Judge T.S. Ellis III of the U.S. District Court in Alexandria denied a request to prevent a Republican Bob Thomas from being sworn in as a member of the Virginia House of Delegates, rejecting a Democratic challenge that banked on the more than 100 voters had cast ballots in the wrong district.
Ellis refused to issue a preliminary injunction to block Thomas and cited that the plaintiff did not make a convincing case that they were likely to succeed.
“I think the officials in these precincts made a reasonable decision to rely on the data they had,” Ellis said.
The ruling marks the second defeat this week for the Democrats in Virginia, further dampening their hopes to end Republican control of the House of Delegates.
Ellis admitted that the mishap was “a big deal” to those impacted, but hedged that on the rationalization that “there are other big deals” such as “federal courts sticking their noses into state election procedure."
The judge ruled that the ballot mixup did not meet the standard by which to involve the federal courts.
Ellis left the door open for a special election, but said that Democrat Joshua Cole and the plaintiffs must provide more substantial evidence. Ellis also said Thomas could be removed after he is sworn in if the plaintiffs make a better argument to show that the election was flawed.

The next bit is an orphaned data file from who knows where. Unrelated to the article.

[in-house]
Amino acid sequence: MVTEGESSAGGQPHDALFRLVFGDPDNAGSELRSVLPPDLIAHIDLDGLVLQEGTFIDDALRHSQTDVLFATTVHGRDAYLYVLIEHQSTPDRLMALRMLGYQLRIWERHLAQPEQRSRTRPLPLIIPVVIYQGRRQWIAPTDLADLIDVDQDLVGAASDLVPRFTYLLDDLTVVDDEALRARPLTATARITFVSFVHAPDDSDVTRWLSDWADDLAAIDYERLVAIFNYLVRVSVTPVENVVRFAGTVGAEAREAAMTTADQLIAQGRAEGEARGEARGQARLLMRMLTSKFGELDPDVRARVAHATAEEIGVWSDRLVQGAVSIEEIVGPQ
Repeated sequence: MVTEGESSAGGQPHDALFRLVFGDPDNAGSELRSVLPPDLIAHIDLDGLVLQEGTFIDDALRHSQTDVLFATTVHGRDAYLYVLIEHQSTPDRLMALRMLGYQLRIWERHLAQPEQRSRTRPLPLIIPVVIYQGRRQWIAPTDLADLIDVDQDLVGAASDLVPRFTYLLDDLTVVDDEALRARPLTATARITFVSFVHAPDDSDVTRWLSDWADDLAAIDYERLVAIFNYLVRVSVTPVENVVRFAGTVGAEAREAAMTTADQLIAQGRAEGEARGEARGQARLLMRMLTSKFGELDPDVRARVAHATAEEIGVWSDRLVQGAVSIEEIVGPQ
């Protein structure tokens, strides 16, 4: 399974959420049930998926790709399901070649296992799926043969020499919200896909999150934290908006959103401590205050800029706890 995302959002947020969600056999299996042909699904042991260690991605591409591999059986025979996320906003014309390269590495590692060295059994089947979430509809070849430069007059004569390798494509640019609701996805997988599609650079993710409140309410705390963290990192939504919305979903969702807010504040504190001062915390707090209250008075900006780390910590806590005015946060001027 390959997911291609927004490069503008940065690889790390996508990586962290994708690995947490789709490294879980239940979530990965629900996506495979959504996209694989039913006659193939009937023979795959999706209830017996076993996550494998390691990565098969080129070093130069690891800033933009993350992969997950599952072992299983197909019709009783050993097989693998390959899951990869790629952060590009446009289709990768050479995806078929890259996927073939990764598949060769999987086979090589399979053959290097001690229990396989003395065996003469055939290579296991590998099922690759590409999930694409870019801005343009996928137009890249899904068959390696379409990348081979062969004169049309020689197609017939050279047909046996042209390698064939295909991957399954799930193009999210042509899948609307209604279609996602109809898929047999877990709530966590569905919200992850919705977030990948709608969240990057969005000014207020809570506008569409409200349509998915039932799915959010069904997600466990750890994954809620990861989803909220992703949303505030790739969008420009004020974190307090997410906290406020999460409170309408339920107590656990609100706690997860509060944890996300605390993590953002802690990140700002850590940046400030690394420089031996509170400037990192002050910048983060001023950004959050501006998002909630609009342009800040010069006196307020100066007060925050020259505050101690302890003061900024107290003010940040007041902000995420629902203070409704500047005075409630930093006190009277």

Thomas was originally ruled the winner over Cole by 73 votes in House District 28. But later it was revealed that an error by a registrar meant 384 voters had been designated to incorrect districts, resulting in four of those voters taking the issue to court because their right to vote had been hampered.
Despite a recount, Thomas remained the winner.
Republicans have maintained a majority in the House after it was announced incumbent Republican David Yancey won another highly contested race on Thursday.
State officials randomly selected a winner Thursday in a drawing after it appeared the Yancey and his Democratic challenger Shelly Simmonds had both received the same amount of votes.
Although Yancey was selected, Simmonds can pursue another recount, which would prevent Yancey from being seated when the General Assembly meets on Wednesday. Even so, Republicans would hold a 50-49 majority when they select the next speaker, unless plaintiffs in the 28th District lawsuit bar Thomas from serving.